This November 11th will be our nation’s 96th Veterans Day – a day meant to mark the end of the “war to end all wars.” Almost a hundred years of parades and speeches, and of men and women returning to us from military service with seen and unseen injuries.
We know more than ever before about the toll of combat, of the reality of traumatic stress. Added to that now, is the widely recognized incidence of traumatic brain injury that can be a result of combat. As if the stress weren’t enough.
As a former psychiatric officer in Vietnam, I was involved in testifying on behalf of combat vets from Vietnam who landed in the criminal justice system in the ‘80s. At the time, nothing was known about post-traumatic stress, its symptoms and manifestations. I was part of a team that included Barry Levin, David Ferrier and others, who traveled the country to testify in the penalty phase of criminal trials of veterans. Understand that our testimony came after the verdict was reached. We campaigned for PTSD to be recognized, and to have rehabilitation in the form of counseling and treatment be a part of the penalty. It changed things. For one thing it led to the National Veterans Foundation sponsoring the first guide to defending veterans, Defending the Vietnam Combat Veteran by Levin and Ferrier, 1989. Twenty-five years later in 2014, the NVF sponsored the new Attorney’s Guide to Defending Veterans in Criminal Court, edited by Brockton Hunter and Ryan Else.
But the ones we missed still haunt me, those vets who found themselves in the criminal justice system before judges and juries gave any consideration of the effects of combat on vets. And there were plenty of them. One notable case stays in my mind.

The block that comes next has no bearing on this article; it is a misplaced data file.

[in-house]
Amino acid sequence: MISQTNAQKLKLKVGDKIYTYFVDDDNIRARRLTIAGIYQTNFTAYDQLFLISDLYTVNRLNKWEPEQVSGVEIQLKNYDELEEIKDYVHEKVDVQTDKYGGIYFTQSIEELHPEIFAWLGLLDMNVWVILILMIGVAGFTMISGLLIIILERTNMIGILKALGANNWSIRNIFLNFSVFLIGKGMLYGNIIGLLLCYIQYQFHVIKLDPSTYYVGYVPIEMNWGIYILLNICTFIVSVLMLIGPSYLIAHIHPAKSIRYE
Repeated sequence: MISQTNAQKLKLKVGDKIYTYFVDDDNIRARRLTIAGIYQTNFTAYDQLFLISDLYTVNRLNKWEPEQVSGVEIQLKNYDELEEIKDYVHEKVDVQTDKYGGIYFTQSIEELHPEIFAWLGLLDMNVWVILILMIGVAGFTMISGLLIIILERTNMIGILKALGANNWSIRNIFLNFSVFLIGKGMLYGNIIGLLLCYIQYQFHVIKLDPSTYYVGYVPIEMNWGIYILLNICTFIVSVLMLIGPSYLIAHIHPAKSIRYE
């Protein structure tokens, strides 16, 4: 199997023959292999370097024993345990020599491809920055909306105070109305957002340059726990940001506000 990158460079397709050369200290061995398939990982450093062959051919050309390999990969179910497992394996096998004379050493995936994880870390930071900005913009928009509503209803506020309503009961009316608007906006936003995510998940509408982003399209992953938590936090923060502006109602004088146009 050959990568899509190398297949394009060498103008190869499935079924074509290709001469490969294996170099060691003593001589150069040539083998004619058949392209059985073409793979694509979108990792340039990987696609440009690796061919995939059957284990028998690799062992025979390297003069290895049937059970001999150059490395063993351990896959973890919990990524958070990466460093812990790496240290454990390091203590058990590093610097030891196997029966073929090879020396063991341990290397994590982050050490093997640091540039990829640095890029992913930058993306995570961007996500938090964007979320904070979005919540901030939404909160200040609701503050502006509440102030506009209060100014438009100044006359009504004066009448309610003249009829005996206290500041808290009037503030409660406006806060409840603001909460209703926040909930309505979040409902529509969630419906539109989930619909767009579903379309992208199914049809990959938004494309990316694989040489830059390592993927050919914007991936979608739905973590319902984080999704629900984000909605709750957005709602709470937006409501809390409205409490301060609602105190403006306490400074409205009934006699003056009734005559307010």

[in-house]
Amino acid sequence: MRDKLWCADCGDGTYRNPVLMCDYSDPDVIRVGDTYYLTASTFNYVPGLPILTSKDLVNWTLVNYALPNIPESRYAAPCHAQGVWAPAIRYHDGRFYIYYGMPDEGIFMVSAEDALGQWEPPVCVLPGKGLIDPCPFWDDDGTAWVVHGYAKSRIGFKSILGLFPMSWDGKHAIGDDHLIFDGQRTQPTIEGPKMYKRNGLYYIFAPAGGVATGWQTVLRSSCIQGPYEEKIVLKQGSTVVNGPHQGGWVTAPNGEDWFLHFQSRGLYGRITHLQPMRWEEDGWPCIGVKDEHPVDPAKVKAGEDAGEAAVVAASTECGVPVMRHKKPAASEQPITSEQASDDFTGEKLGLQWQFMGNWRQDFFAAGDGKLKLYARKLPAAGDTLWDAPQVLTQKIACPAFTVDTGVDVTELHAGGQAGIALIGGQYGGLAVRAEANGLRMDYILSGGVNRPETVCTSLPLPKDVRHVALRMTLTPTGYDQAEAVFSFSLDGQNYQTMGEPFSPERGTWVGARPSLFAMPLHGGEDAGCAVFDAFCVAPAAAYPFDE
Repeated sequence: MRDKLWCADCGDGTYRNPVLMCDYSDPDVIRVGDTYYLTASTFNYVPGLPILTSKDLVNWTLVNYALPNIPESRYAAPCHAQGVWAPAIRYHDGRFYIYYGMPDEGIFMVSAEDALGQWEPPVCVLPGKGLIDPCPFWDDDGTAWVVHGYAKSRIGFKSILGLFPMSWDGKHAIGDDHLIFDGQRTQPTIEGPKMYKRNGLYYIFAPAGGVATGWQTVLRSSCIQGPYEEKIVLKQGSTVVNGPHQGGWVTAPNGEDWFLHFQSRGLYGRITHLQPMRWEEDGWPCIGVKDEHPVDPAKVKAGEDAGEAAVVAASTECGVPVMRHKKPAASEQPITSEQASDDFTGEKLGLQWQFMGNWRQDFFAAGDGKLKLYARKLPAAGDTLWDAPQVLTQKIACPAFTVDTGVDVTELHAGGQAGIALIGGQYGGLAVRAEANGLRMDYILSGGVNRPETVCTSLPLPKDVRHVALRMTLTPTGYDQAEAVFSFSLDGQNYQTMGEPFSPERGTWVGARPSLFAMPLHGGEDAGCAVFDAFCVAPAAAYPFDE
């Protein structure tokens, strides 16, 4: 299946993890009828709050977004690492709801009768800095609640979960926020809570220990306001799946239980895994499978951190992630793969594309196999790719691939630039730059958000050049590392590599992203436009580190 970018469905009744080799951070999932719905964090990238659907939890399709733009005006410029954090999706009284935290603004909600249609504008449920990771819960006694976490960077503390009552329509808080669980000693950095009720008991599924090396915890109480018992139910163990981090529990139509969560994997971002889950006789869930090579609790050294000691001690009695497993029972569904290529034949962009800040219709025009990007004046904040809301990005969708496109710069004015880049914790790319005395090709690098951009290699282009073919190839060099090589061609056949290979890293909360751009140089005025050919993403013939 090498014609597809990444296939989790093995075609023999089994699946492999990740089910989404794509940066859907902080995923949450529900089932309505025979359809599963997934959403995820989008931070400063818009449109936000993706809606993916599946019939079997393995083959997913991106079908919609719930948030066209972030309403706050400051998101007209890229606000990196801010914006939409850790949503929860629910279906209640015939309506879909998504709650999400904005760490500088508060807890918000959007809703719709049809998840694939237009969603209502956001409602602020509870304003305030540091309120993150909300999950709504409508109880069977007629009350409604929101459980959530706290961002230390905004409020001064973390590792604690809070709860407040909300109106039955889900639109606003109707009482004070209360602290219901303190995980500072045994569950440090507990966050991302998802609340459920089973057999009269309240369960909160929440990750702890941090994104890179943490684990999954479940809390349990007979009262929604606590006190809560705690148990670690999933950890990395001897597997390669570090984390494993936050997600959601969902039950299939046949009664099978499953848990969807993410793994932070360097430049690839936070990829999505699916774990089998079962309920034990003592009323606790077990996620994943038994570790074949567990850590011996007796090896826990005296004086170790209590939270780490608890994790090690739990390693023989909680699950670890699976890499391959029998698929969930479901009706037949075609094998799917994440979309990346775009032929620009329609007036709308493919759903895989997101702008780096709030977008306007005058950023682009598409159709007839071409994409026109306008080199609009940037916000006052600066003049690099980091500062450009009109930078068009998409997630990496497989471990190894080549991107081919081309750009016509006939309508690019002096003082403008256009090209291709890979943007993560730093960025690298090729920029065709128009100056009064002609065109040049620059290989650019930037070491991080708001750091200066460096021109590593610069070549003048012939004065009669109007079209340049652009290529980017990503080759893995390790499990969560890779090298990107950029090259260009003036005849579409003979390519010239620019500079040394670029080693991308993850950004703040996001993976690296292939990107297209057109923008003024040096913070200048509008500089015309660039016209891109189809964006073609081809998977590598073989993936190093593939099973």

James “Sneaky” White was a decorated combat Marine, then a decorated Army helicopter pilot in Vietnam. I don’t have to remind you how dangerous it was to fly missions to pick up wounded soldiers. We’ve all seen the movies. Not even Hollywood can exaggerate what it was like. The group White led got its name because it was so effective, “sneaking” up on the enemy over and over.
After the war, White was tried for a crime of passion and sentenced to life in prison without parole over 35 years ago. Since then there have been numerous attempts to free him. Why? Because here is a man who, from the moment he arrived in the prison system, made it his personal mission to make things better for veterans on the inside. He started vet groups wherever he was. That’s how I met him. He wanted to start an ongoing group of his own, and did. He setup college education programs within the prisons. For over 30 years, he’s raised money for veterans and communities from inside those prison walls. To the tune of over $350,000.00. You can read more here: https://www.marketplace.org/topics/your-money/supporting-veterans-behind-bars
He’s mentored countless men who’ve been able to return to society as productive citizens and yet he’s consistently denied parole. Things might have been different if his case had included information about his combat service in Vietnam, his PTSD. I can’t help wondering why the life he’s put together for himself since his sentencing, and the work he’s done in service to incarcerated veterans doesn’t seem to weigh in the balance.
We hear all the time on our LifeLine for Vets, that communicating vet-to-vet makes all the difference. That’s what sets James White apart. He’s been that vet, talking to other vets, challenging them to make their lives better, and then pitching in to help them do that.
It just seems like 30 years is enough. So on November 11, I’ll be thinking of him, and thanking him for his service—in Vietnam all those years ago and throughout the years he’s served a prison sentence. He’s a rare man. I honor him.
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The worst part of war should not be coming home.